Friday, December 19, 2008

A Small White Envelope

It's just a small white envelope stuck among the branches of our
Christmas tree.
No name, no identification, no inscription. It has peeked through the
branches of our tree for the past 10 years or so.
It all began because my husband Mike hated Christmas--oh, not the
true meaning of Christmas, but the commercial aspects of it -- the
overspending, the frantic running around at the last minute to get a
tie for Uncle Harry and the dusting powder for Grandma -- the
gifts given in desperation because you couldn't think of anything
Knowing he felt this way, I decided one year to bypass the usual shirts,
sweaters, ties, and so forth.
I reached for something special just for Mike. The inspiration came
in an unusual way.
Our son Kevin, who was 12 that year, was wrestling at the junior level
at the school he attended.
Shortly before Christmas, there was a non-league match against a team
sponsored by an inner-city church. These youngsters, dressed in
sneakers so ragged that shoestrings seemed to be the only thing
holding them together, presented a sharp contrast to our boys in their
spiffy blue and gold uniforms and sparkling new wrestling shoes. As the
match began, I was alarmed to see that the other team was wrestling
without headgear, a kind of light helmet designed to protect a
wrestler's ears. It was a luxury the ragtag team obviously could not
Well, we ended up walloping them. We took every weight class. And as
each of their boys got up from the mat, he swaggered around in his
tatters with false bravado, a kind of street pride that couldn't
acknowledge defeat.
Mike, seated beside me, shook his head sadly, 'I wish just one of them
could have won,' he said.
'They have a lot of potential, but losing like this could take the heart
right out of them.'
Mike loved kids -- all kids -- and he knew them, having coached little
league football, baseball,and lacrosse.
That's when the idea for his present came. That afternoon, I went to a
local sporting goods store and bought an assortment of wrestling
headgear and shoes and sent them anonymously to the inner-city church.
On Christmas Eve, I placed the envelope on the tree, the note inside
telling Mike what I had done and that this was his gift from me. His
smile was the brightest thing about Christmas that year and in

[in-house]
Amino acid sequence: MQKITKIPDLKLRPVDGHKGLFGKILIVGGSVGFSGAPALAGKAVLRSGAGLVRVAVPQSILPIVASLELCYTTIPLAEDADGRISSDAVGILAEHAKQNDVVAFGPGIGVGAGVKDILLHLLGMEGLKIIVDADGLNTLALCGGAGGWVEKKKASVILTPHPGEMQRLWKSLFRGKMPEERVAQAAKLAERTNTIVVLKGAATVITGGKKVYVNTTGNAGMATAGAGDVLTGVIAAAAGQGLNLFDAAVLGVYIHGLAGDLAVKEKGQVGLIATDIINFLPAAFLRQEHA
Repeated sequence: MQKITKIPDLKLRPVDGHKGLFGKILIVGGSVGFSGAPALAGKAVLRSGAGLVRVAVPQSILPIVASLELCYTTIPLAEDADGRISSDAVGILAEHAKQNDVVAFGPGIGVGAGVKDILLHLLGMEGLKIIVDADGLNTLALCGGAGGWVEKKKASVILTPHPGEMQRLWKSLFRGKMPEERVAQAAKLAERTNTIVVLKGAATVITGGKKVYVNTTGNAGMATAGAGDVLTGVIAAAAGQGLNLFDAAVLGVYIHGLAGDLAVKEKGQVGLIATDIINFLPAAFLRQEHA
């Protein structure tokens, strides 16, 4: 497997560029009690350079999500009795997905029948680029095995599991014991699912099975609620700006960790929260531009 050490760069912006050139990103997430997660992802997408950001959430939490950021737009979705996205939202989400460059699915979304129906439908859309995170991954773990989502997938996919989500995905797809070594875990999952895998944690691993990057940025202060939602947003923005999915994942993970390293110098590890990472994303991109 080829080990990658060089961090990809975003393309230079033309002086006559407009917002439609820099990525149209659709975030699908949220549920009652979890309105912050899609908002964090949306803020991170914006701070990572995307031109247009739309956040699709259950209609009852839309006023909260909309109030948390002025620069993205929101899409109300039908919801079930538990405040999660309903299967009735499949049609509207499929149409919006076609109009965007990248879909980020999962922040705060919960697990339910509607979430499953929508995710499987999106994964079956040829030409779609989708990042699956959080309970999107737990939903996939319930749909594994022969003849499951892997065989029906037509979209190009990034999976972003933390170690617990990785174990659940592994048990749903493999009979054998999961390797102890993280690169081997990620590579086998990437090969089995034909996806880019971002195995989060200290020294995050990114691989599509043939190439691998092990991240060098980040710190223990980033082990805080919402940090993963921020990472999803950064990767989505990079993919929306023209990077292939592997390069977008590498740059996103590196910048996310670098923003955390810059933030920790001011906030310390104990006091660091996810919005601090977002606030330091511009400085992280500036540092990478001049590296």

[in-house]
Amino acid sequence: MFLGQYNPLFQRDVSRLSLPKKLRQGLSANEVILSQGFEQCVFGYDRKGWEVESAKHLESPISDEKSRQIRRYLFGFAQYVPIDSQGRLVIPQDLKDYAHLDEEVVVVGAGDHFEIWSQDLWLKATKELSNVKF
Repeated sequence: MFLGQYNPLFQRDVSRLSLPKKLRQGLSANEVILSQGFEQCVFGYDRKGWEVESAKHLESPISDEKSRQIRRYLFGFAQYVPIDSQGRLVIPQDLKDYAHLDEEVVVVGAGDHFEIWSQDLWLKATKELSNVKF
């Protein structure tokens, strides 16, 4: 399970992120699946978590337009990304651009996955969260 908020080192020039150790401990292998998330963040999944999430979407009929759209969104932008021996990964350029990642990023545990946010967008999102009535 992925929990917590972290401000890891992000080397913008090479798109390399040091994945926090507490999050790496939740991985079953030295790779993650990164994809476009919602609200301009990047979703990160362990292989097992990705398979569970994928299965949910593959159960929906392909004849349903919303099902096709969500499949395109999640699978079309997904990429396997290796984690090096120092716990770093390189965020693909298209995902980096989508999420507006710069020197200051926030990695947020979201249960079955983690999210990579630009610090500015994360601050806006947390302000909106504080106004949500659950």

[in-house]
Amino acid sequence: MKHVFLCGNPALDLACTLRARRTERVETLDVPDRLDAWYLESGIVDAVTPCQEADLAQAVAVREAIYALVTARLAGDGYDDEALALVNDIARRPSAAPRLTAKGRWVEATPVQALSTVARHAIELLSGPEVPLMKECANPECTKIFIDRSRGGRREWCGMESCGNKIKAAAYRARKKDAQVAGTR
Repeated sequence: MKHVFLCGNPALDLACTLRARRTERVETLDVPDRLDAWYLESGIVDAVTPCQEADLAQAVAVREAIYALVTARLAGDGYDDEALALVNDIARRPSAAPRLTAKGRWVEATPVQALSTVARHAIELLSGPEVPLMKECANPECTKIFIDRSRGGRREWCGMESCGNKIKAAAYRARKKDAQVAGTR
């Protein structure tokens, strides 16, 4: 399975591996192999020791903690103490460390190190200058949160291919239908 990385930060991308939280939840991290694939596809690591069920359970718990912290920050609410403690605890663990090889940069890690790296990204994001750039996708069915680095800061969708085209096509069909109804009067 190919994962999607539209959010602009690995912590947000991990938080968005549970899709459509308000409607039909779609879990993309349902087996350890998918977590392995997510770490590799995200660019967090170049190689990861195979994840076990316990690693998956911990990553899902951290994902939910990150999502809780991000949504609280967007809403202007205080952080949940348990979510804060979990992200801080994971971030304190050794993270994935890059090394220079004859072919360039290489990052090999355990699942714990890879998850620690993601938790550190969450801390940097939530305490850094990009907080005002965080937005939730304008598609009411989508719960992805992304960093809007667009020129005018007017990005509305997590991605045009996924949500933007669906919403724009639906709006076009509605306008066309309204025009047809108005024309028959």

succeeding years. For each Christmas, I followed the tradition--one year
sending a group of mentally handicapped youngsters to a hockey
game, another year a check to a pair of elderly brothers whose home
had burned to the ground the week before Christmas, and on and on. The
envelope became the highlight of our Christmas. I t was always the
last thing opened on Christmas morning, and our children, ignoring
their new toys, would stand with wide-eyed anticipation as their dad
lifted the envelope from the tree to reveal its contents.
As the children grew, the toys gave way to more practical presents,
but the envelope never lost its allure.The story doesn't end there. You
see, we lost Mike last year due to cancer. When Christmas rolled around,
I was still so wrapped in grief that I barely got the tree up. But
Christmas Eve found me placing an envelope on the tree, and in the
morning it was joined by three more. Each of our children,
unbeknownst to the others, had placed an envelope on the tree for
their dad. The tradition has grown and someday will expand even
further with our grandchildren standing around the tree with
wide-eyed anticipation watching as their fathers take down the
envelope. Mike's spirit, like the Christmas spirit, will always be
with us.
May we all remember the
true Christmas spirit this year and always.
God Bless! -- pass this along to those friends and loved ones who you
know are the givers who understand the true meaning of Thanksgiving
and Christmas.

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